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A Brief History of Windows for Homes

We take many things for granted in our everyday lives. Things we don’t even notice or think about how they came to be. Many things fall into this category and are around us all the time. Did you ever think about why your home is the way it is? How it came to be the style it is. Who decided how the layout should be and why things are designed the way they are.

One of the most important features of the home are the windows. They allow natural light in, ventilation, a view of outside and adds to the style of the property.
Windows started life as just holes in walls. They were later covered in animal skins, or cloth and maybe even wooden shutters that could be opened and closed. Much later builders started to use glass in small pieces which were joined with lead. In the far east they even used paper, which you may have seen in some Japanese buildings.

As with a lot of things that exist today, the Romans are credited with the first glass windows but it was the 17th Century that saw the English use panes of glass in common building techniques. The process of making glass for the use in windows was a long one. Glass sheets were first made in 1226 in Chiddingfold. England but was very expensive and it wasn’t until the 1600’s when it was used in Metal Casements where they became more ornate and offered more functionality such as opening and closing.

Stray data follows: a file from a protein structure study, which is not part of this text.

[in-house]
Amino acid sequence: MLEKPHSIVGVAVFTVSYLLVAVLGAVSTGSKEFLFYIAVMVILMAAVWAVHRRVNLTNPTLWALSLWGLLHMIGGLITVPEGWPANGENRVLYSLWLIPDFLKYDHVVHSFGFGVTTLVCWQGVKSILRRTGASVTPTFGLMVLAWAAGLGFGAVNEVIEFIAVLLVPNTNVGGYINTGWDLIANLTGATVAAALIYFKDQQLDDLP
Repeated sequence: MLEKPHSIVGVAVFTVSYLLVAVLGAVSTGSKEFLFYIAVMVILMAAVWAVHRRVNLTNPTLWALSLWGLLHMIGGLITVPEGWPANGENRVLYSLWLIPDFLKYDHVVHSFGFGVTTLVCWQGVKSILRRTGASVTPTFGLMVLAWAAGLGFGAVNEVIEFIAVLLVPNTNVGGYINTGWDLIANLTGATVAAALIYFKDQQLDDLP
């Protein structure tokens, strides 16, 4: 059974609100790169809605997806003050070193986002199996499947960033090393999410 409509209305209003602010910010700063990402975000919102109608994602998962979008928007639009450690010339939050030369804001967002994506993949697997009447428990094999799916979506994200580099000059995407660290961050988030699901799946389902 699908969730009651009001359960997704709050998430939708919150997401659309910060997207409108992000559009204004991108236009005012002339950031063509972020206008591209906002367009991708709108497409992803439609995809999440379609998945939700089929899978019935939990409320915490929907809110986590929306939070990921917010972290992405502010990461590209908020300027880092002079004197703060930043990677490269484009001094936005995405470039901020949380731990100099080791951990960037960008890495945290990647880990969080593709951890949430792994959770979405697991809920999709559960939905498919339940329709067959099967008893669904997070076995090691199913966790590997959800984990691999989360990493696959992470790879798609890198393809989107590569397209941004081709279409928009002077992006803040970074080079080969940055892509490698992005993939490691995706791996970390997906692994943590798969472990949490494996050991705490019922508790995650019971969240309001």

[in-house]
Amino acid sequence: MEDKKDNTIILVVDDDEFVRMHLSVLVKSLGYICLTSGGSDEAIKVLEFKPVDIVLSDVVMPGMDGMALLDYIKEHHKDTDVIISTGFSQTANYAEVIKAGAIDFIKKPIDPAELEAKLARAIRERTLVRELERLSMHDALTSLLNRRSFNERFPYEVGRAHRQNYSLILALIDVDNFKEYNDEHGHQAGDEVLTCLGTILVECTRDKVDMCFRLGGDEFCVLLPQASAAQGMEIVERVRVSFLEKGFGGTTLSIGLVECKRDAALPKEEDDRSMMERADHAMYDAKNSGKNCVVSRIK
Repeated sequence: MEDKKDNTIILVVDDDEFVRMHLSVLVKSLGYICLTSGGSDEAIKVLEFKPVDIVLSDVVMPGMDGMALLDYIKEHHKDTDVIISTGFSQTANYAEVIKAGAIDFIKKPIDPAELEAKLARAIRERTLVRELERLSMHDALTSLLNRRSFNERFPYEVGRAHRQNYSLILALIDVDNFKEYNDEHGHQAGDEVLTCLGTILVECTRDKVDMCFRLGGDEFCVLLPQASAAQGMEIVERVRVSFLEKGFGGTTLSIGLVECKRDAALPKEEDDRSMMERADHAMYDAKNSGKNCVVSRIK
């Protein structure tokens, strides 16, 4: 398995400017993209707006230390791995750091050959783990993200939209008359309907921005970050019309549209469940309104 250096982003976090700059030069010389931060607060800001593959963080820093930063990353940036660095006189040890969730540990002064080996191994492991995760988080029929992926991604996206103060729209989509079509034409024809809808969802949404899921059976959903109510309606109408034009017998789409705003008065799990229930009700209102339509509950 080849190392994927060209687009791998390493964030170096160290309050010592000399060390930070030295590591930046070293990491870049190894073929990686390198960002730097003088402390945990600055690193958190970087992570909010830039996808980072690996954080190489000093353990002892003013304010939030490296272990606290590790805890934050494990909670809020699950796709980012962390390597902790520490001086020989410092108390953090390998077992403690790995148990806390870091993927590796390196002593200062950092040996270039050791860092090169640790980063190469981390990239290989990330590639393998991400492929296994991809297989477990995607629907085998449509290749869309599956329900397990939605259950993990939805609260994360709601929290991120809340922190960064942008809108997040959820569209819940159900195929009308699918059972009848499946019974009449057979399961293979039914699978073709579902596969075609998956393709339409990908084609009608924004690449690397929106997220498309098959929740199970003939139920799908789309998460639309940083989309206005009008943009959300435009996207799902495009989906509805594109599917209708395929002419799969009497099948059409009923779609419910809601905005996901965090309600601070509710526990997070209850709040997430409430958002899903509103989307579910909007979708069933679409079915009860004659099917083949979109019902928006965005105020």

A window tax appeared in the 1690’s which showed that windows in your home carried a high status and it meant that many home owners decided to remove windows and brick the opening to avoid the tax. Luckily this was repealed in 1851 and the window industry again started to boom.

In the 18th century we saw box sash windows gaining in popularity along with bay windows. This again offered more in terms of design and functionality allowing windows to be opened by sliding up and down while giving rise to the recognisable Georgian style of house.

In the 1900’s the Art Deco style appear and again the windows were a strong feature of the design with metal framed casement windows leading the way.
Now up to modern times, the window designs are seemingly limited only by the imagination of the designer. You can even have sliding bi-fold doors made from glass and pretty much whole buildings made from glass.

So the humble window has come a long way since the basic hole in the wall and glass continues to be reinvented to fit the requirements of the design. This could perhaps mean we no longer can tell the age of a property just by looking at the window style but maybe that is not a bad thing. Find modern windows at www.doubleglazing-pro.co.uk